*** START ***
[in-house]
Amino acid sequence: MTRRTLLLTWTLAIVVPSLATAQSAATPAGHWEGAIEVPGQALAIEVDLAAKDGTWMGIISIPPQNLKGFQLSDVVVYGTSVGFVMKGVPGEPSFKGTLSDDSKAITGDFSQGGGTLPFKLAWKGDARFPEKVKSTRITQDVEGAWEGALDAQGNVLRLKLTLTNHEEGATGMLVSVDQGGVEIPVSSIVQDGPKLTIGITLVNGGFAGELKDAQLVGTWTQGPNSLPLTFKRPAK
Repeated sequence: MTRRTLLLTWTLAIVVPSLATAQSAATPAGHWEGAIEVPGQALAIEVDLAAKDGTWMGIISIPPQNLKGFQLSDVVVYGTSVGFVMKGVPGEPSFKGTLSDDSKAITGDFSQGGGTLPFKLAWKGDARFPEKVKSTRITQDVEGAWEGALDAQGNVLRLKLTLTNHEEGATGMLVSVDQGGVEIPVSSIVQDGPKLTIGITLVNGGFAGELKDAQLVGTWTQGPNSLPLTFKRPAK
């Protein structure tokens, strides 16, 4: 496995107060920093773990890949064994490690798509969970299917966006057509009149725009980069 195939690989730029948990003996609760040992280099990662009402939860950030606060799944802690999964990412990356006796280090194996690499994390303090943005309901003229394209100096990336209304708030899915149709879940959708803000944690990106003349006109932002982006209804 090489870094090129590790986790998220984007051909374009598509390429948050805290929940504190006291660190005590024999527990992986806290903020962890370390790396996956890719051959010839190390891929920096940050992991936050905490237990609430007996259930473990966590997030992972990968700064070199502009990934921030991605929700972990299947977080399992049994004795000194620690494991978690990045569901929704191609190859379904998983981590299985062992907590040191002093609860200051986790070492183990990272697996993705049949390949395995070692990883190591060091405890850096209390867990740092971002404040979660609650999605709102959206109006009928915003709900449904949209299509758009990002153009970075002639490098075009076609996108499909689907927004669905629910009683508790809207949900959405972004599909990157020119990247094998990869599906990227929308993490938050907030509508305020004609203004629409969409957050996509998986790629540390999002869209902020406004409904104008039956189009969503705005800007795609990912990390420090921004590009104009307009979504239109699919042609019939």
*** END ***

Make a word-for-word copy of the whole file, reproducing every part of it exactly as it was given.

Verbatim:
[in-house]
Amino acid sequence: MTRRTLLLTWTLAIVVPSLATAQSAATPAGHWEGAIEVPGQALAIEVDLAAKDGTWMGIISIPPQNLKGFQLSDVVVYGTSVGFVMKGVPGEPSFKGTLSDDSKAITGDFSQGGGTLPFKLAWKGDARFPEKVKSTRITQDVEGAWEGALDAQGNVLRLKLTLTNHEEGATGMLVSVDQGGVEIPVSSIVQDGPKLTIGITLVNGGFAGELKDAQLVGTWTQGPNSLPLTFKRPAK
Repeated sequence: MTRRTLLLTWTLAIVVPSLATAQSAATPAGHWEGAIEVPGQALAIEVDLAAKDGTWMGIISIPPQNLKGFQLSDVVVYGTSVGFVMKGVPGEPSFKGTLSDDSKAITGDFSQGGGTLPFKLAWKGDARFPEKVKSTRITQDVEGAWEGALDAQGNVLRLKLTLTNHEEGATGMLVSVDQGGVEIPVSSIVQDGPKLTIGITLVNGGFAGELKDAQLVGTWTQGPNSLPLTFKRPAK
């Protein structure tokens, strides 16, 4: 496995107060920093773990890949064994490690798509969970299917966006057509009149725009980069 195939690989730029948990003996609760040992280099990662009402939860950030606060799944802690999964990412990356006796280090194996690499994390303090943005309901003229394209100096990336209304708030899915149709879940959708803000944690990106003349006109932002982006209804 090489870094090129590790986790998220984007051909374009598509390429948050805290929940504190006291660190005590024999527990992986806290903020962890370390790396996956890719051959010839190390891929920096940050992991936050905490237990609430007996259930473990966590997030992972990968700064070199502009990934921030991605929700972990299947977080399992049994004795000194620690494991978690990045569901929704191609190859379904998983981590299985062992907590040191002093609860200051986790070492183990990272697996993705049949390949395995070692990883190591060091405890850096209390867990740092971002404040979660609650999605709102959206109006009928915003709900449904949209299509758009990002153009970075002639490098075009076609996108499909689907927004669905629910009683508790809207949900959405972004599909990157020119990247094998990869599906990227929308993490938050907030509508305020004609203004629409969409957050996509998986790629540390999002869209902020406004409904104008039956189009969503705005800007795609990912990390420090921004590009104009307009979504239109699919042609019939």